Below are two examples that show how WorkMail’s audit logging can be used to investigate unauthorized login attempts, and diagnose a misconfigured email client. In both examples, we’ll use WorkMail’s Mailbox Access Control Logs and query the mailbox access control logs in CloudWatch Log Insights.

In our first example, we’re looking for unsuccessful login attempts in a target timeframe. In CloudWatch Log Insights we run this query:

fields user, source_ip, protocol, auth_successful, auth_failed_reason | filter auth_successful = 0

CloudWatch Log Insights returns all records in the timeframe, providing auth_succesful = 0 (false) and auth_failed_reason = Invalid username or password. We also see the source_ip, which we may decide to block in a WorkMail access control rule, or any other network security system.

Log - unsuccessful Login Attempt

Mailbox Access Control Log – an unsuccessful login attempt

In this next example, consider a WorkMail organization that has elected to block the IMAP protocol using a WorkMail access control rule (below):

WorkMail Access Control Rule blocking IMAP

WorkMail Access Control Rule – block IMAP protocol

Because some email clients use IMAP by default, occasionally new users in this example organization are denied access to email due to an incorrectly configured email client. Using WorkMail’s mailbox access control logs in CloudWatch Log Insights we run this query:

fields user_id, source_ip, protocol, rule_id, access_granted | filter access_granted = 0

And we see the user’s attempt to access their email inbox via IMAP has been denied by the access control rule_id (below):

WorkMail Access Control logs - IMAP blocked by access rule

WorkMail Access Control logs – IMAP blocked by access rule


Amazon WorkMail’s audit logging feature offers comprehensive view of your organization’s email activities. Four different logs provide visibility into access controls, authentication attempts, interactions with external systems, and mailbox activities. It provides flexible log delivery through native integration with AWS services and tools. Enabling WorkMail’s audit logging capabilities helps administrators meet compliance requirements and enhances the overall security and reliability of their email system.

To learn more about audit logging on Amazon WorkMail, you may comment on this post (below), view the WorkMail documentation, or reach out to your AWS account team.

To learn more about Amazon WorkMail, or to create a no-cost 30-day test organization, see Amazon WorkMail.

About the Authors


Luis Miguel Flores dos Santos

Miguel is a Solutions Architect at AWS, boasting over a decade of expertise in solution architecture, encompassing both on-premises and cloud solutions. His focus lies on resilience, performance, and automation. Currently, he is delving into serverless computing. In his leisure time, he enjoys reading, riding motorcycles, and spending quality time with family and friends.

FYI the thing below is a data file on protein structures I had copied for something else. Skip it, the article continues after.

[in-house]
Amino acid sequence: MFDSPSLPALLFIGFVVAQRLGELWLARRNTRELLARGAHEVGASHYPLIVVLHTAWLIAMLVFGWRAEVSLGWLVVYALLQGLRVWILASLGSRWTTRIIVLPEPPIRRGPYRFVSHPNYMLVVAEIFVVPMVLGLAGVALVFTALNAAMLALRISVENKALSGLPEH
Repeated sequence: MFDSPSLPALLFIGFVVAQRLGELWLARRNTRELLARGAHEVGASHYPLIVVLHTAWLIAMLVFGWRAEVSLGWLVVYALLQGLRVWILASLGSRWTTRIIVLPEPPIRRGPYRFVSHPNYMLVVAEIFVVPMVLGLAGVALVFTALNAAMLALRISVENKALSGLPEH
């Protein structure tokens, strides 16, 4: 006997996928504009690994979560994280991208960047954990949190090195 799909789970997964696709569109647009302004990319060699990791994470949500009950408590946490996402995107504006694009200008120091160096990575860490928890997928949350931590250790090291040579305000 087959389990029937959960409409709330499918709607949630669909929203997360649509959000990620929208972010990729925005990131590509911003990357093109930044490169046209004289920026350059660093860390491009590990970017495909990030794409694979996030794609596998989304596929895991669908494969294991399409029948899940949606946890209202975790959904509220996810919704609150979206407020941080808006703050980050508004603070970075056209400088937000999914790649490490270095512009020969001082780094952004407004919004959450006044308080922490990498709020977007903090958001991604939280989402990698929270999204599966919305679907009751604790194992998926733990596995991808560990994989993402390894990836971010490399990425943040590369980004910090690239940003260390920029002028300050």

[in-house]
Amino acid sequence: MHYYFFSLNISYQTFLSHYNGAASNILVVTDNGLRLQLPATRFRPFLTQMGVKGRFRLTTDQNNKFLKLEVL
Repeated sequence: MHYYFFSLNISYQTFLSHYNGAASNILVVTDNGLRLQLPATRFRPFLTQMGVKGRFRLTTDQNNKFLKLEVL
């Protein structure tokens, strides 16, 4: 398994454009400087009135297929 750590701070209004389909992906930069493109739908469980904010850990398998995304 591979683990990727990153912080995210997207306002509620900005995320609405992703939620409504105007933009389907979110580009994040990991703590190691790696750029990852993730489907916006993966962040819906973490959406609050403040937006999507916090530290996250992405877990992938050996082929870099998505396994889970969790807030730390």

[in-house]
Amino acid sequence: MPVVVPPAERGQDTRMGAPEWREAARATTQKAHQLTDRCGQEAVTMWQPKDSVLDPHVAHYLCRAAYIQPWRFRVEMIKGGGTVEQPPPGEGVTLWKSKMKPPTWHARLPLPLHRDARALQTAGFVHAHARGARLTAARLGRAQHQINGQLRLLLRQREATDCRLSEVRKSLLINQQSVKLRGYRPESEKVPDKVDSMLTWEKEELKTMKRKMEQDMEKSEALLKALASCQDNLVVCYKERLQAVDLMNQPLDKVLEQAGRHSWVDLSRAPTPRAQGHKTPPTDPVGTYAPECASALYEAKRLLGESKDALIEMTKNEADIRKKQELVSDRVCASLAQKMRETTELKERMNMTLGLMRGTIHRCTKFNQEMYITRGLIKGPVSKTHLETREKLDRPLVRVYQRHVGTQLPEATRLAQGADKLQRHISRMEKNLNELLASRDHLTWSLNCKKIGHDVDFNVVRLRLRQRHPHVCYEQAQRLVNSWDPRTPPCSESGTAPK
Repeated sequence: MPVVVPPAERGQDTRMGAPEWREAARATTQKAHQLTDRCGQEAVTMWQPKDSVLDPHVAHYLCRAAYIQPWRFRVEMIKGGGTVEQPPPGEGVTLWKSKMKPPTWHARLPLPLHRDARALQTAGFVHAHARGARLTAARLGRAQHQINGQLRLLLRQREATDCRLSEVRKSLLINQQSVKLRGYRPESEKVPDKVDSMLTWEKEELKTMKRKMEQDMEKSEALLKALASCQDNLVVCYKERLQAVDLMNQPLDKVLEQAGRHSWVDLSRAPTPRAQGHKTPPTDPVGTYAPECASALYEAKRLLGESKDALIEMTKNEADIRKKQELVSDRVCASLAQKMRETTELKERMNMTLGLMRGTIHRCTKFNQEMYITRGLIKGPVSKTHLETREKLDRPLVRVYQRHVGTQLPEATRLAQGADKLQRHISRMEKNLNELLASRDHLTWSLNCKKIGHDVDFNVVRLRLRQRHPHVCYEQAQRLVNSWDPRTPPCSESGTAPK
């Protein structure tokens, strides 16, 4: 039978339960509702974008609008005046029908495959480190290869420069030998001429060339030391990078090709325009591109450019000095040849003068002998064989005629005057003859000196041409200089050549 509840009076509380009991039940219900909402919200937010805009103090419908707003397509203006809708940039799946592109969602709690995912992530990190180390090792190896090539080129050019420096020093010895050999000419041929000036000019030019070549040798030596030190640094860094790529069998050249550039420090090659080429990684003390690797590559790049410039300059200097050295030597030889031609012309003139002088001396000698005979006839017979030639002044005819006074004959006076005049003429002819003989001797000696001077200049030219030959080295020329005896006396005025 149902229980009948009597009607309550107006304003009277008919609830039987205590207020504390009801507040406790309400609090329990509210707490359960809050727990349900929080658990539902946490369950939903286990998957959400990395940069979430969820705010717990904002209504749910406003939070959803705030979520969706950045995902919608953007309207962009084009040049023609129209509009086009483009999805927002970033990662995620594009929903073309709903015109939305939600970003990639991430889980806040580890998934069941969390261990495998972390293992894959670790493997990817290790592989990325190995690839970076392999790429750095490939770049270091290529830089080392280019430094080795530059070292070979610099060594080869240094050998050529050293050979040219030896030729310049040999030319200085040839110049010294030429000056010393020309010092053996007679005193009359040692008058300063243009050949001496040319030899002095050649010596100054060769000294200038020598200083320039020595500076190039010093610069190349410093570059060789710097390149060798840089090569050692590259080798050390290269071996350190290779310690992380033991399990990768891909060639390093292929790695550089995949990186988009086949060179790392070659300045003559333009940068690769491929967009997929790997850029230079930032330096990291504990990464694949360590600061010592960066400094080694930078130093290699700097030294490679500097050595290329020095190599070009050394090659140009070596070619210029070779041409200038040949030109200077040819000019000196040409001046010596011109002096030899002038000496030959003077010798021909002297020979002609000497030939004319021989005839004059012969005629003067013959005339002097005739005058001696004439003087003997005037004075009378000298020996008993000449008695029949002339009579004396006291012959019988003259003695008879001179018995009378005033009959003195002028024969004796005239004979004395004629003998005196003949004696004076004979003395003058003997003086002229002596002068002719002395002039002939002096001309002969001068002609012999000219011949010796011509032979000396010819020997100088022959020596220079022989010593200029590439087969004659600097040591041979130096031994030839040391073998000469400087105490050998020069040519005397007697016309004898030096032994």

Andy Wong

Andy Wong

Andy Wong is a Sr. Product Manager with the Amazon WorkMail team. He has 10 years of diverse experience in supporting enterprise customers and scaling start-up companies across different industries. Andy’s favorite activities outside of technology are soccer, tennis and free-diving.



Zip is a Sr. Specialist Solutions Architect at AWS, working with Amazon Pinpoint and Simple Email Service and WorkMail. Outside of work he enjoys time with his family, cooking, mountain biking, boating, learning and beach plogging.

How To Build an Email Service on SES

Post Syndicated from tweirjon original https://aws.amazon.com/blogs/messaging-and-targeting/how-to-build-an-email-service-on-ses/


Amazon Simple Email Service (SES) handles hundreds of billions of email messages every month. While many are outbound, one of the fastest-growing parts of the business is for inbound traffic. Customers send and receive email via SES using a combination of public SMTP interfaces and the SES SDK. Traditionally, most customers used SES alongside their existing corporate mail systems, but did you know it’s possible to build a complete email service with SES at its core? In fact, it’s already been done – it’s known as Amazon WorkMail, and it provides mailbox and calendar services to tens of thousands of customers (and millions of mailboxes) around the world.

Ingredients for Success

Email transport depends on a few core components. First of all, you have to be a reputable sender, or the receiving email systems are going to reject anything you try to send. You also have to be insulated against spurious reports of abuse, so that one bad apple can’t take down the entire service for everyone. The solution for both of those issues is the same: have an enormous number of public Mail Transfer Agents (MTAs), and manage their IP reputations actively. If someone reports spam coming from one of those IPs, and it gets added to a block list somewhere on the internet, you have to have a rapid response mechanism to engage with the block list operator and take their prescribed steps to clean up the entry.

The Highest Standards of Security